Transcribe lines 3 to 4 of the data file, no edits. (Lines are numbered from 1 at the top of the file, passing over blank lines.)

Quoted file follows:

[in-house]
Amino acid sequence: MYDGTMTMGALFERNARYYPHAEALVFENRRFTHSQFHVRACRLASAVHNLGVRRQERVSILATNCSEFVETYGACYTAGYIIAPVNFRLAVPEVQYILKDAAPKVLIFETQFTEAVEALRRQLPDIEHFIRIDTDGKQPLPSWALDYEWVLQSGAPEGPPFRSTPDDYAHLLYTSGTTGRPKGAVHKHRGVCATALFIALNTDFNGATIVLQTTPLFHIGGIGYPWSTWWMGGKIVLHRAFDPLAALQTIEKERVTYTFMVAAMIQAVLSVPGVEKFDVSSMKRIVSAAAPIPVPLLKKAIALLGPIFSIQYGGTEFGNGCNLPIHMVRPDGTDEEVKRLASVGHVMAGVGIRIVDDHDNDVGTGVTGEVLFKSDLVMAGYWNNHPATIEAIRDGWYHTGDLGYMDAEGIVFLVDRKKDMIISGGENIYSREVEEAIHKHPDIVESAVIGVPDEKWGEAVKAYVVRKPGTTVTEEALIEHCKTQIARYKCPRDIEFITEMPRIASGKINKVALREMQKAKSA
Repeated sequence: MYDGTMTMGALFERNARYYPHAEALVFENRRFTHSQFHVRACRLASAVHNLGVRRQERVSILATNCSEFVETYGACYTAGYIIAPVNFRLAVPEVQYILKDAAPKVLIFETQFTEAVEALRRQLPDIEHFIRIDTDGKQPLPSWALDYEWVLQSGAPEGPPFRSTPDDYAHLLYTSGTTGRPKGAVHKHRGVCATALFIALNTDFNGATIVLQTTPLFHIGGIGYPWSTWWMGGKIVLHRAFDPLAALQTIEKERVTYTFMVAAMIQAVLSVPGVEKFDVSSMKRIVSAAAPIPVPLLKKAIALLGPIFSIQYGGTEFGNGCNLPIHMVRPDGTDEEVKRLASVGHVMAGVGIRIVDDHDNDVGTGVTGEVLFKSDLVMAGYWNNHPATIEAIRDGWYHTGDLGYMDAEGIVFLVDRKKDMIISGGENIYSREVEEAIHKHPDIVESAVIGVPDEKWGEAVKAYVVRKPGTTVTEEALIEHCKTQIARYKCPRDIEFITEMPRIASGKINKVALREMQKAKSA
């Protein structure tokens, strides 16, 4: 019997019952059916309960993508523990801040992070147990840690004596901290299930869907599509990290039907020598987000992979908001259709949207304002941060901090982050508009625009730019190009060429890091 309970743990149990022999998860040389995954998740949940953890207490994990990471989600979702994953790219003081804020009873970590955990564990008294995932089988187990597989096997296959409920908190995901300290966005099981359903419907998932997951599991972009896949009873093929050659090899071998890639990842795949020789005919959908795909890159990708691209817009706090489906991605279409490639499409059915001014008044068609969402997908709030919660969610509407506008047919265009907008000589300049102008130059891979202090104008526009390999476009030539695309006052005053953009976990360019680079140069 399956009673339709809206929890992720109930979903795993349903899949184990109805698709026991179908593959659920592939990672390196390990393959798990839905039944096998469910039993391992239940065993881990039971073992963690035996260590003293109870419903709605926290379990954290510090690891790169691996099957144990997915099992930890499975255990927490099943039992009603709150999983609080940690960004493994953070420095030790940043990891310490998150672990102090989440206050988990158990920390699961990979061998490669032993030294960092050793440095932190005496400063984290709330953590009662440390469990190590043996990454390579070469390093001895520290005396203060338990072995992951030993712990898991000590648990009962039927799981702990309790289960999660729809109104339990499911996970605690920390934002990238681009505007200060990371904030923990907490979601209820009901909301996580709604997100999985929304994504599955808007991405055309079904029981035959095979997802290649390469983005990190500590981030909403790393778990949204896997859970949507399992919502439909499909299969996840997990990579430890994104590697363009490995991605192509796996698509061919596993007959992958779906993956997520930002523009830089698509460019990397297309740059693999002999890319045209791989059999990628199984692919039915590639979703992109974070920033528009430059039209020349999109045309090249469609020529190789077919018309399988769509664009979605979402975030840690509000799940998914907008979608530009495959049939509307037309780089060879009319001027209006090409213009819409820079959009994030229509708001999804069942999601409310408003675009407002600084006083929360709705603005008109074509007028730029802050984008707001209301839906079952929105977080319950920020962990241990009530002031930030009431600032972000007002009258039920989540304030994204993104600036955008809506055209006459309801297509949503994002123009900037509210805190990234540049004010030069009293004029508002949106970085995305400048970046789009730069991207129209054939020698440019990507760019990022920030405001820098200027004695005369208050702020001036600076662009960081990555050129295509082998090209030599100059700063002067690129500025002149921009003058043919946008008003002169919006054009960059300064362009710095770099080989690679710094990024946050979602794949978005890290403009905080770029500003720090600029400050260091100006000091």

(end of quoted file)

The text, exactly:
Repeated sequence: MYDGTMTMGALFERNARYYPHAEALVFENRRFTHSQFHVRACRLASAVHNLGVRRQERVSILATNCSEFVETYGACYTAGYIIAPVNFRLAVPEVQYILKDAAPKVLIFETQFTEAVEALRRQLPDIEHFIRIDTDGKQPLPSWALDYEWVLQSGAPEGPPFRSTPDDYAHLLYTSGTTGRPKGAVHKHRGVCATALFIALNTDFNGATIVLQTTPLFHIGGIGYPWSTWWMGGKIVLHRAFDPLAALQTIEKERVTYTFMVAAMIQAVLSVPGVEKFDVSSMKRIVSAAAPIPVPLLKKAIALLGPIFSIQYGGTEFGNGCNLPIHMVRPDGTDEEVKRLASVGHVMAGVGIRIVDDHDNDVGTGVTGEVLFKSDLVMAGYWNNHPATIEAIRDGWYHTGDLGYMDAEGIVFLVDRKKDMIISGGENIYSREVEEAIHKHPDIVESAVIGVPDEKWGEAVKAYVVRKPGTTVTEEALIEHCKTQIARYKCPRDIEFITEMPRIASGKINKVALREMQKAKSA
């Protein structure tokens, strides 16, 4: 019997019952059916309960993508523990801040992070147990840690004596901290299930869907599509990290039907020598987000992979908001259709949207304002941060901090982050508009625009730019190009060429890091 309970743990149990022999998860040389995954998740949940953890207490994990990471989600979702994953790219003081804020009873970590955990564990008294995932089988187990597989096997296959409920908190995901300290966005099981359903419907998932997951599991972009896949009873093929050659090899071998890639990842795949020789005919959908795909890159990708691209817009706090489906991605279409490639499409059915001014008044068609969402997908709030919660969610509407506008047919265009907008000589300049102008130059891979202090104008526009390999476009030539695309006052005053953009976990360019680079140069 399956009673339709809206929890992720109930979903795993349903899949184990109805698709026991179908593959659920592939990672390196390990393959798990839905039944096998469910039993391992239940065993881990039971073992963690035996260590003293109870419903709605926290379990954290510090690891790169691996099957144990997915099992930890499975255990927490099943039992009603709150999983609080940690960004493994953070420095030790940043990891310490998150672990102090989440206050988990158990920390699961990979061998490669032993030294960092050793440095932190005496400063984290709330953590009662440390469990190590043996990454390579070469390093001895520290005396203060338990072995992951030993712990898991000590648990009962039927799981702990309790289960999660729809109104339990499911996970605690920390934002990238681009505007200060990371904030923990907490979601209820009901909301996580709604997100999985929304994504599955808007991405055309079904029981035959095979997802290649390469983005990190500590981030909403790393778990949204896997859970949507399992919502439909499909299969996840997990990579430890994104590697363009490995991605192509796996698509061919596993007959992958779906993956997520930002523009830089698509460019990397297309740059693999002999890319045209791989059999990628199984692919039915590639979703992109974070920033528009430059039209020349999109045309090249469609020529190789077919018309399988769509664009979605979402975030840690509000799940998914907008979608530009495959049939509307037309780089060879009319001027209006090409213009819409820079959009994030229509708001999804069942999601409310408003675009407002600084006083929360709705603005008109074509007028730029802050984008707001209301839906079952929105977080319950920020962990241990009530002031930030009431600032972000007002009258039920989540304030994204993104600036955008809506055209006459309801297509949503994002123009900037509210805190990234540049004010030069009293004029508002949106970085995305400048970046789009730069991207129209054939020698440019990507760019990022920030405001820098200027004695005369208050702020001036600076662009960081990555050129295509082998090209030599100059700063002067690129500025002149921009003058043919946008008003002169919006054009960059300064362009710095770099080989690679710094990024946050979602794949978005890290403009905080770029500003720090600029400050260091100006000091």